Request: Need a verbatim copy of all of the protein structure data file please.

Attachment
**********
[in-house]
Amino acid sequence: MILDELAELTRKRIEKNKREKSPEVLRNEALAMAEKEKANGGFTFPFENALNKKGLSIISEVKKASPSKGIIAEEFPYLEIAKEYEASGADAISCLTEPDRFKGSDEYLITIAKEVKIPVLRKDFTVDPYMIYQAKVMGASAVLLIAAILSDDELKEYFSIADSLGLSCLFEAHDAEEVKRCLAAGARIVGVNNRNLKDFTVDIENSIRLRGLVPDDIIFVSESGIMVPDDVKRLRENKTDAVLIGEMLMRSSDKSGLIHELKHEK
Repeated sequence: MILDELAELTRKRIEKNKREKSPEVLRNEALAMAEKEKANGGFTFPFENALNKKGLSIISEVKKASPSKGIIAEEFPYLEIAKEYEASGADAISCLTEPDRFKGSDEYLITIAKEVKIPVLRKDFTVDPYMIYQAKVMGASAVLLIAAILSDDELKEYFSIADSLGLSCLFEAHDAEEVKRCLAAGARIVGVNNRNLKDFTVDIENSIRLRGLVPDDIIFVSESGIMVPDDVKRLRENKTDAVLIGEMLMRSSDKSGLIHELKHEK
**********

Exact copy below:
[in-house]
Amino acid sequence: MILDELAELTRKRIEKNKREKSPEVLRNEALAMAEKEKANGGFTFPFENALNKKGLSIISEVKKASPSKGIIAEEFPYLEIAKEYEASGADAISCLTEPDRFKGSDEYLITIAKEVKIPVLRKDFTVDPYMIYQAKVMGASAVLLIAAILSDDELKEYFSIADSLGLSCLFEAHDAEEVKRCLAAGARIVGVNNRNLKDFTVDIENSIRLRGLVPDDIIFVSESGIMVPDDVKRLRENKTDAVLIGEMLMRSSDKSGLIHELKHEK
Repeated sequence: MILDELAELTRKRIEKNKREKSPEVLRNEALAMAEKEKANGGFTFPFENALNKKGLSIISEVKKASPSKGIIAEEFPYLEIAKEYEASGADAISCLTEPDRFKGSDEYLITIAKEVKIPVLRKDFTVDPYMIYQAKVMGASAVLLIAAILSDDELKEYFSIADSLGLSCLFEAHDAEEVKRCLAAGARIVGVNNRNLKDFTVDIENSIRLRGLVPDDIIFVSESGIMVPDDVKRLRENKTDAVLIGEMLMRSSDKSGLIHELKHEK